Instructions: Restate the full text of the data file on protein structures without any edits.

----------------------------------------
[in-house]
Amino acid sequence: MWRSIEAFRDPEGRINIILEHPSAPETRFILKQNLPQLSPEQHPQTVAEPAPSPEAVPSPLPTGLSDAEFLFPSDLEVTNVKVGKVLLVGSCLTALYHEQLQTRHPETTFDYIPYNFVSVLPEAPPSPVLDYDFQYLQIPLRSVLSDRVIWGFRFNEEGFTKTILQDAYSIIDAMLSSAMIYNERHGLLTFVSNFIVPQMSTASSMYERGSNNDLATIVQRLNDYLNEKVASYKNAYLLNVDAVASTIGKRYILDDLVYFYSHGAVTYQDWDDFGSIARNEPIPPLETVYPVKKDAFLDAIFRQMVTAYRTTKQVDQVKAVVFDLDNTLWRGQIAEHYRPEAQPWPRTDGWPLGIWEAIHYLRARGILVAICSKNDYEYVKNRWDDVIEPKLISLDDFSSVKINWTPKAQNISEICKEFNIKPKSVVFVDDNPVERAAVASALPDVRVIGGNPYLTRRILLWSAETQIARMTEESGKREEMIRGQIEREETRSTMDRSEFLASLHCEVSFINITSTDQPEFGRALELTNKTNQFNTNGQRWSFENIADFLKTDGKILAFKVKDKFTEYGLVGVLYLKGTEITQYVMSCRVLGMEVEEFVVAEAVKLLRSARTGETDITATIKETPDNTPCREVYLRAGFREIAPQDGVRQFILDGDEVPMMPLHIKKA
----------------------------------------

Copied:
[in-house]
Amino acid sequence: MWRSIEAFRDPEGRINIILEHPSAPETRFILKQNLPQLSPEQHPQTVAEPAPSPEAVPSPLPTGLSDAEFLFPSDLEVTNVKVGKVLLVGSCLTALYHEQLQTRHPETTFDYIPYNFVSVLPEAPPSPVLDYDFQYLQIPLRSVLSDRVIWGFRFNEEGFTKTILQDAYSIIDAMLSSAMIYNERHGLLTFVSNFIVPQMSTASSMYERGSNNDLATIVQRLNDYLNEKVASYKNAYLLNVDAVASTIGKRYILDDLVYFYSHGAVTYQDWDDFGSIARNEPIPPLETVYPVKKDAFLDAIFRQMVTAYRTTKQVDQVKAVVFDLDNTLWRGQIAEHYRPEAQPWPRTDGWPLGIWEAIHYLRARGILVAICSKNDYEYVKNRWDDVIEPKLISLDDFSSVKINWTPKAQNISEICKEFNIKPKSVVFVDDNPVERAAVASALPDVRVIGGNPYLTRRILLWSAETQIARMTEESGKREEMIRGQIEREETRSTMDRSEFLASLHCEVSFINITSTDQPEFGRALELTNKTNQFNTNGQRWSFENIADFLKTDGKILAFKVKDKFTEYGLVGVLYLKGTEITQYVMSCRVLGMEVEEFVVAEAVKLLRSARTGETDITATIKETPDNTPCREVYLRAGFREIAPQDGVRQFILDGDEVPMMPLHIKKA